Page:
Even though any part of the body can hold any emotion, unexpressed or unresolved anger tends to be stored in the liver. When the liver is in balance we are able to practice flexible thinking and confident decision making. When the liver is out of balance we are more likely to feel frustration, irritability, or resentment. For women especially, we are brought up in a culture where expressions of anger may have been deemed inappropriate, or it may have been unsafe for us to show anger, so instead of having our anger rage like fire and quickly burnout, the embers are often constantly glowing in the background. If you find that your anger bursts out of you and frightens you and everyone around you, then it might be time to pause and sit with your feelings. If you find that you are resentful, saying phrases like “it’s all right for you”, then take a moment to reflect on your unmet needs. With our modern life, it is easy for us to start running on empty, reaching burnout, and juggling too many balls. Are you needing support? Do you want to feel appreciated? Are trying to be everything to everyone so that you feel worthy? Do you have unresolved anger that you could talk through with a friend, express in a journal, or process with a therapist? Feeling your feelings in a safe space, without any judgment will free up resources for you to live with more vitality, and your liver will thank you for it.

Don’t forget to play

The liver energy is at its peak during springtime. The spring years were those childhood years when we had no responsibilities and lots of wild abandonment. Some of us were asked to be the caregiver at a young age. Some of us were made to do adult things while we were still children. Sometimes we need to grieve the loss of the childhood we should have had. Or maybe the responsibilities of adulthood or parenthood have got in the way of play. We can honor our inner child by taking them out to play. Spring is a great time to support your liver by tapping into the joyful child-like energy and dance, draw, grow sunflowers or jump in the waves.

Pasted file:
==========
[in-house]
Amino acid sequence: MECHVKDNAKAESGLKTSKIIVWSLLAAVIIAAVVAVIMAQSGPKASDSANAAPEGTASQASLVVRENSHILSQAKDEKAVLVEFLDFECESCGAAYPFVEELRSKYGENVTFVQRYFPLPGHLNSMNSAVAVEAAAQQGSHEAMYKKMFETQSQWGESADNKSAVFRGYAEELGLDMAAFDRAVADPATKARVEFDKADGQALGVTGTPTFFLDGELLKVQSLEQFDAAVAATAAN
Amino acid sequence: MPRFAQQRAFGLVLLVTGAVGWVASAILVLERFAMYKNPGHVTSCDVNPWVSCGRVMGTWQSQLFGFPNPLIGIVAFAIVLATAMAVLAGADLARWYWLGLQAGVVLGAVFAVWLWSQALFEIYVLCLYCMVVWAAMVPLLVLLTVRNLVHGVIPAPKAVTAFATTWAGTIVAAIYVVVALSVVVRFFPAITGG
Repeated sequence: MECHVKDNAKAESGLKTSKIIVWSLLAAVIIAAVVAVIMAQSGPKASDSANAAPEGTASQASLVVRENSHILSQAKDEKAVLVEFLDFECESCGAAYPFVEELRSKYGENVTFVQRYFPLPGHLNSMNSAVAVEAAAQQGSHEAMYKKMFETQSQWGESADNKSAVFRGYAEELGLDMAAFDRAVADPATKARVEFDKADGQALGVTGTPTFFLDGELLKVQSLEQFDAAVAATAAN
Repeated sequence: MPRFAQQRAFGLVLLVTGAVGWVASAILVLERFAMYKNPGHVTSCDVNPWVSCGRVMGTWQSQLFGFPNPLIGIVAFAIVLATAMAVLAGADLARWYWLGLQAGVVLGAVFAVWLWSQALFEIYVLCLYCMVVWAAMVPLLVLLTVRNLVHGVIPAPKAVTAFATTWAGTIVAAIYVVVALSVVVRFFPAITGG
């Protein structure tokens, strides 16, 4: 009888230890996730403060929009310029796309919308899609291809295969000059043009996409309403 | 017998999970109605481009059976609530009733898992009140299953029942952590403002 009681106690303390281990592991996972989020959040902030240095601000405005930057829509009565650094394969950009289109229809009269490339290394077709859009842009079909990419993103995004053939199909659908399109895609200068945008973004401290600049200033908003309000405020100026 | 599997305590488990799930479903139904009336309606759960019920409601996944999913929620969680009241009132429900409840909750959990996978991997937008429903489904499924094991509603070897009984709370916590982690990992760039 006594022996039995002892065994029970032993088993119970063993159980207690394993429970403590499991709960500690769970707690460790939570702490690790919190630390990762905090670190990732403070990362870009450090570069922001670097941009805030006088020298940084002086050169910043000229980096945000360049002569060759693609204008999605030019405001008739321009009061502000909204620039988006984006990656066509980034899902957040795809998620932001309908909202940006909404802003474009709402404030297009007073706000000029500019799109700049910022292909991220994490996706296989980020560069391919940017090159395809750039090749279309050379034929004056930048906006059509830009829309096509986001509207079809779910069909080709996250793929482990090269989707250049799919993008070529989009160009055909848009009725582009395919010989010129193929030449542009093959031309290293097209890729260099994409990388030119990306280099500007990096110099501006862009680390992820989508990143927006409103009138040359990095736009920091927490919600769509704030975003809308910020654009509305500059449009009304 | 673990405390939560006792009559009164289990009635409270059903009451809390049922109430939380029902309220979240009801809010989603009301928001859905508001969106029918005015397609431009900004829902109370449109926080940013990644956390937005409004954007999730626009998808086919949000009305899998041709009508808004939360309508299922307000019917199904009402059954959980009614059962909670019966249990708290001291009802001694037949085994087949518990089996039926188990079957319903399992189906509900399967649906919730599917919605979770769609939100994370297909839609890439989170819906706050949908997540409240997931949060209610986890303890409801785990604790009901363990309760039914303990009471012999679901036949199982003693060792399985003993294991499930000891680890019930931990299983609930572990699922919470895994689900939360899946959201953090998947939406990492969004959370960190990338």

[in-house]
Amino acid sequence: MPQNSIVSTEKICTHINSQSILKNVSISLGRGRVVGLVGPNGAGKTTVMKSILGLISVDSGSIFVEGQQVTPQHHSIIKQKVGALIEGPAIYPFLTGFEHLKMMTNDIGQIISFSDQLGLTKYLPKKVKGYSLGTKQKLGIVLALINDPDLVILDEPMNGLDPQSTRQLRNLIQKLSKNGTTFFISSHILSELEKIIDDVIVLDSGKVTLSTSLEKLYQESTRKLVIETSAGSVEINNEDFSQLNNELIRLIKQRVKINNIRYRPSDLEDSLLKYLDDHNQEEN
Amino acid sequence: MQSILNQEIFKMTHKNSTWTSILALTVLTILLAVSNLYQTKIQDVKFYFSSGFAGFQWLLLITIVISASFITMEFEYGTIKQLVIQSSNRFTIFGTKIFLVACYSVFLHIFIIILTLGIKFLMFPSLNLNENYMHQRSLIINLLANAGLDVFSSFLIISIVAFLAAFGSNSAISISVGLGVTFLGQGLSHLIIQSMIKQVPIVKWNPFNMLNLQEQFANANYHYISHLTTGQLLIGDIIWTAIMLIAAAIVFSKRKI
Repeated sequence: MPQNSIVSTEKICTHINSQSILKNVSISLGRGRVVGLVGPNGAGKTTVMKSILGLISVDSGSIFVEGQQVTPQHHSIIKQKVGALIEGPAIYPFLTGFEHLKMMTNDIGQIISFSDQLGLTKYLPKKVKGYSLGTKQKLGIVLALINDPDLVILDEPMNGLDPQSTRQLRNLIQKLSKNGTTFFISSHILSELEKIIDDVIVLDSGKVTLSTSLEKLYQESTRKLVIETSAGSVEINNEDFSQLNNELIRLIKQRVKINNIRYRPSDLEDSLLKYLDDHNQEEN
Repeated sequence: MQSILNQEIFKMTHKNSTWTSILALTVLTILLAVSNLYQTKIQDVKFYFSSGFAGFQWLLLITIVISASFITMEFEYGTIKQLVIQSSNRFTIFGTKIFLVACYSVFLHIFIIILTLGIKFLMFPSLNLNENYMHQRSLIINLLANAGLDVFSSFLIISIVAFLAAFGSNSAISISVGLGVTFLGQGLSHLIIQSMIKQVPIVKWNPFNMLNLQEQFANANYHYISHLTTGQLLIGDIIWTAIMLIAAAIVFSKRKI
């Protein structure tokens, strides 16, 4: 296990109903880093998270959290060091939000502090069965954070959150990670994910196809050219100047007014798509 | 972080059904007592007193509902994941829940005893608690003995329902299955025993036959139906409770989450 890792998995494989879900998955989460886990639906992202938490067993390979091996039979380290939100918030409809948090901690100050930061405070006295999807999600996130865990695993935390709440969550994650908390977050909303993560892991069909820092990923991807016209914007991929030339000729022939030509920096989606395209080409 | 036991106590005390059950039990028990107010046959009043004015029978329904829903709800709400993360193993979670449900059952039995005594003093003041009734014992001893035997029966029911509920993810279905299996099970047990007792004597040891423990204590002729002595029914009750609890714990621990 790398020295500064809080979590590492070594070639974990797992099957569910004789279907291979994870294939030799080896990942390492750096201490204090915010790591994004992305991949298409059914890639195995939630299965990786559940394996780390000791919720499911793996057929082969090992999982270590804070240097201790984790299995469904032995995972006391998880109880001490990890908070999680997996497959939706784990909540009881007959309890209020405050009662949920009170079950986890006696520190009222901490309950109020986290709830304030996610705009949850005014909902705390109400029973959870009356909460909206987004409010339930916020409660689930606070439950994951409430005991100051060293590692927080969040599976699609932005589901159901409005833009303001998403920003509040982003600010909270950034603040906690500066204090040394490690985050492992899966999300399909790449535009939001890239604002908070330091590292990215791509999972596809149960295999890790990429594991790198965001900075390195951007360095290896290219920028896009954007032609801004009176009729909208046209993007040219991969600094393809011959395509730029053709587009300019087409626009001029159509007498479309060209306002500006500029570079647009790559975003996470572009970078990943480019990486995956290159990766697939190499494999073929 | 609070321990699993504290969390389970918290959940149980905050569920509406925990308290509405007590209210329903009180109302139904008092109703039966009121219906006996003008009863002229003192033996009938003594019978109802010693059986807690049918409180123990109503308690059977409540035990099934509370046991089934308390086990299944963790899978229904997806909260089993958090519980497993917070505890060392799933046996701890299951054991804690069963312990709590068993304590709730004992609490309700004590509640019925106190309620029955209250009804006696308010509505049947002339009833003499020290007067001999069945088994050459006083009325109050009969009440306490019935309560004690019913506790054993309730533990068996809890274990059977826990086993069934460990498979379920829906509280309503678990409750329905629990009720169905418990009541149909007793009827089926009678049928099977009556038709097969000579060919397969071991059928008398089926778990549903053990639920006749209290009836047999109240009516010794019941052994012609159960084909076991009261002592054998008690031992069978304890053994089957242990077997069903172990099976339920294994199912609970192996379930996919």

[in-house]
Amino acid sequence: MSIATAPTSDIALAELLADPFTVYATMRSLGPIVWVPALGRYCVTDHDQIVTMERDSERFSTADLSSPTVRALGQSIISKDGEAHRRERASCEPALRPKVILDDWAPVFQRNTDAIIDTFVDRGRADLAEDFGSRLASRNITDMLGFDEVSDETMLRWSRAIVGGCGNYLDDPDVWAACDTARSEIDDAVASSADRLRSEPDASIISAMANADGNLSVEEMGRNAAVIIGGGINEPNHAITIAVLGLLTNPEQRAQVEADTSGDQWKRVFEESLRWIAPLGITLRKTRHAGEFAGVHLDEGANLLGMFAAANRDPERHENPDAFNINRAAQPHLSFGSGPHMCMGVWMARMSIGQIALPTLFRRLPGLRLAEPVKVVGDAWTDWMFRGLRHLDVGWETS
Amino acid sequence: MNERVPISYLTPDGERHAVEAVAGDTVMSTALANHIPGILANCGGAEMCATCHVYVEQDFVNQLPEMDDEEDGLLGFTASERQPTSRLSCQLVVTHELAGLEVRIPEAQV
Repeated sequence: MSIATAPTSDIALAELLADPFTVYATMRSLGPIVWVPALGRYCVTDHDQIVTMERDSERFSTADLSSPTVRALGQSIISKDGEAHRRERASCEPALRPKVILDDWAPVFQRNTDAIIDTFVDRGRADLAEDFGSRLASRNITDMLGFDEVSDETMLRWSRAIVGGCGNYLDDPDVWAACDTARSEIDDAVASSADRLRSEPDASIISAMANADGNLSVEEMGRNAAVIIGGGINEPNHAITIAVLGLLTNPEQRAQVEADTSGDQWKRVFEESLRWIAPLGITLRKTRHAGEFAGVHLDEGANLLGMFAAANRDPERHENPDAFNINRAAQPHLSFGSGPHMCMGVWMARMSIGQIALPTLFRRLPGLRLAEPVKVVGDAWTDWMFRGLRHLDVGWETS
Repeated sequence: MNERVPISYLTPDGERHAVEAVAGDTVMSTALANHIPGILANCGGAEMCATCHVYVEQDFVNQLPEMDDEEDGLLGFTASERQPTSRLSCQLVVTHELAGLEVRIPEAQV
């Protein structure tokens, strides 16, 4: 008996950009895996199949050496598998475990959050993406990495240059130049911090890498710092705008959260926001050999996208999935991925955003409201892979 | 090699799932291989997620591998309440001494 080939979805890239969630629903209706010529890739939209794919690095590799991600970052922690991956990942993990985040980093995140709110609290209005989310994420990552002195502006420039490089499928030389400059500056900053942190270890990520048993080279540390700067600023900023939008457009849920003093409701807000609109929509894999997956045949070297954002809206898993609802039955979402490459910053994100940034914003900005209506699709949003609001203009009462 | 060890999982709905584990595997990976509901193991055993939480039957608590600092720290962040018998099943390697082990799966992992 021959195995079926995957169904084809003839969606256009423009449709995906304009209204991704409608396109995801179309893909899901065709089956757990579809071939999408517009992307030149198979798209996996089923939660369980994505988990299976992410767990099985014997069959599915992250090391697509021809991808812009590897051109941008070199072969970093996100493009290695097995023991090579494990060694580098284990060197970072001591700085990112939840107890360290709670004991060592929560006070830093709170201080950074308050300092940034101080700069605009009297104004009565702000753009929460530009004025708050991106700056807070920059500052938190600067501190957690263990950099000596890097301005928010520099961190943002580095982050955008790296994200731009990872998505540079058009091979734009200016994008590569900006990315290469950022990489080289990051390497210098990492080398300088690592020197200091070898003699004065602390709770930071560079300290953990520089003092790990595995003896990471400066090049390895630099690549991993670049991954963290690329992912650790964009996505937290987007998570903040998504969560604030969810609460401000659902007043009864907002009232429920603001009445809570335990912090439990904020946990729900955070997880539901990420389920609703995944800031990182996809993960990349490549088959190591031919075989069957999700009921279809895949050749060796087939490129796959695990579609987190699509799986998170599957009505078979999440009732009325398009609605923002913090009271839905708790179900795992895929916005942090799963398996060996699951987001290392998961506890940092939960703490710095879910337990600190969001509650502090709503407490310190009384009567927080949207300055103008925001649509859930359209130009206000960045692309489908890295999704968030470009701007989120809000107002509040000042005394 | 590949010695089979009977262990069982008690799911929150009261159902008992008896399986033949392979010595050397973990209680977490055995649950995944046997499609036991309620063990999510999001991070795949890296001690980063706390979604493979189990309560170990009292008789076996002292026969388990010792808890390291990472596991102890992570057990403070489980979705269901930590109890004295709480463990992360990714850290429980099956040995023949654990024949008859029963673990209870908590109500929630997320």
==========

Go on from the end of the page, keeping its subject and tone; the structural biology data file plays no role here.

Eat green things

You already know the importance of optimizing your nutritional status. Green foods and a bitter taste are beneficial to the liver. If you don’t know where to start, then add fresh lemon juice to warm water first thing in the morning, or add avocado and rocket with apple cider vinegar and lemon as a side salad to your meals. Once you have started adding more green foods into your diet you can then start to remove the more detrimental processed foods, trans- fats, and sugar.

Get sleep, a lot of it